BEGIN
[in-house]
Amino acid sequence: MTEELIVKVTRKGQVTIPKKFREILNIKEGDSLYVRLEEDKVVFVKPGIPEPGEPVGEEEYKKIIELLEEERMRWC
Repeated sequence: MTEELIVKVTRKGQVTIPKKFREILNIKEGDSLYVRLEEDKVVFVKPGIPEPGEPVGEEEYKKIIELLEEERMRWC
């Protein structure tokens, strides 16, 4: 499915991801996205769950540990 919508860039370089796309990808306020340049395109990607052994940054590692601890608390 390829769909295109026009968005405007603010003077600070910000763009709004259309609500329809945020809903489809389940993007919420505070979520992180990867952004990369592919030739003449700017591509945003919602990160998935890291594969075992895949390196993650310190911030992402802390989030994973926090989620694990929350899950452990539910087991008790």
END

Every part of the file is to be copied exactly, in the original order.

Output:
[in-house]
Amino acid sequence: MTEELIVKVTRKGQVTIPKKFREILNIKEGDSLYVRLEEDKVVFVKPGIPEPGEPVGEEEYKKIIELLEEERMRWC
Repeated sequence: MTEELIVKVTRKGQVTIPKKFREILNIKEGDSLYVRLEEDKVVFVKPGIPEPGEPVGEEEYKKIIELLEEERMRWC
């Protein structure tokens, strides 16, 4: 499915991801996205769950540990 919508860039370089796309990808306020340049395109990607052994940054590692601890608390 390829769909295109026009968005405007603010003077600070910000763009709004259309609500329809945020809903489809389940993007919420505070979520992180990867952004990369592919030739003449700017591509945003919602990160998935890291594969075992895949390196993650310190911030992402802390989030994973926090989620694990929350899950452990539910087991008790």